I believe you are correct in this. The 1611 translators used a number of Greek (and no doubt Latin) manuscripts, choosing from the best of them, and the best readings according to their combined judgment, to render the New Testament in English. An interesting study on the spiritual and academic qualifications of the translators is, Translators Revived: Biographical Notes Of The KJV Bible Translators, by Alexander McClure (available at BFT). These were extraordinary men, and I do not believe we have their equal today.

I do not believe a second work of inspiration was given by God in the production of the AV 1611 (as some erroneously do), though I do believe He was working providentially in making available the right MSS. for them to use, and in the quality of the men doing the work, and He guided them (did they not have His Spirit?), though certainly not on a par with the writing of the Scriptures. I trust that He kept His promise to keep His Word intact.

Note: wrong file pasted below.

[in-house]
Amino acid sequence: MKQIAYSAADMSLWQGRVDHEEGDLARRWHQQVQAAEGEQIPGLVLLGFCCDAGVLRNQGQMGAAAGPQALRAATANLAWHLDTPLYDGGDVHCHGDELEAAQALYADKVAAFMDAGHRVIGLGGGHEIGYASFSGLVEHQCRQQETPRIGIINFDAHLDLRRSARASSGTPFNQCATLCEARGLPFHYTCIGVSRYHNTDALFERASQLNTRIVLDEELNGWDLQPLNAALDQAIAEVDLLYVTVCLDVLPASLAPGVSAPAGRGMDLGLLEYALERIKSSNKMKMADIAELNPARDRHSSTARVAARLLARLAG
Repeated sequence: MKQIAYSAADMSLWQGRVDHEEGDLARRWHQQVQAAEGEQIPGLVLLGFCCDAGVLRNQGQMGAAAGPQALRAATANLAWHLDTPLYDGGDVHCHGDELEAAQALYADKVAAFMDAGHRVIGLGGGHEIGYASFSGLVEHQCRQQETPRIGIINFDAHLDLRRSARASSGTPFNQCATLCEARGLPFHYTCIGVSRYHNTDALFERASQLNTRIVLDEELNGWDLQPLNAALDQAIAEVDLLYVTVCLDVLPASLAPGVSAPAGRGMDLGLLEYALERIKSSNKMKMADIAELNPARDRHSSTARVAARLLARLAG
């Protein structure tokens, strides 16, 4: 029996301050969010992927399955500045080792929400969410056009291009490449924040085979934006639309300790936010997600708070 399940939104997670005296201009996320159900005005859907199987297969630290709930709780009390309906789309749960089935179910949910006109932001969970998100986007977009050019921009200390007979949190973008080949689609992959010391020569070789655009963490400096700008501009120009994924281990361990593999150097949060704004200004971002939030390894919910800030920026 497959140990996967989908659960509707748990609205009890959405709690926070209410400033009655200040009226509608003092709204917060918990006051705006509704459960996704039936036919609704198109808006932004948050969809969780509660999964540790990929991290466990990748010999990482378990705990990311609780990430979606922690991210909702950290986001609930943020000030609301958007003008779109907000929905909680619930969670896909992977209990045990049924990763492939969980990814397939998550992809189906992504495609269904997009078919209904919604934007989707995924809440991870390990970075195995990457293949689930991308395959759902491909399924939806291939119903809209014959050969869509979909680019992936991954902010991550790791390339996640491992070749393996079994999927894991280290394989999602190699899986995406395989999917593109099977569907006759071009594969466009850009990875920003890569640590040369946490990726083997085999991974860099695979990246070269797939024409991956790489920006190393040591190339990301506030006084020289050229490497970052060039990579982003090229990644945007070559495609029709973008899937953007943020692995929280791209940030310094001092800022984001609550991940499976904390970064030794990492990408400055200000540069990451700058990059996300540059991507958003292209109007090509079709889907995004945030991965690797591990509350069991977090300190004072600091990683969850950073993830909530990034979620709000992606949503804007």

What we have in the TBS´s Textus Receptus, being a reprint of Scrivener´s Greek text, was a reconstruction of the text in retrospect (I think this is what you mean when you say "œbackward engineered") using the English AV as the guide. And yes, we can now look upon the various MSS´s readings to try to discern which they used where.

Steve
 

Jerusalem Blade

Puritan Board Professor
Fred,

Thanks for "œupgrading" my Greek font. Actually, I had used your earlier posting to copy them from, as my Hebrew font did not carry over into a post and I thought my Greek might not as well, and I was in a hurry. I´m using an iBook G4 running Tiger 10.4.7, and I think I´m using Unicode. Are you saying that in the BB Code there is now a code for rending the Greek better?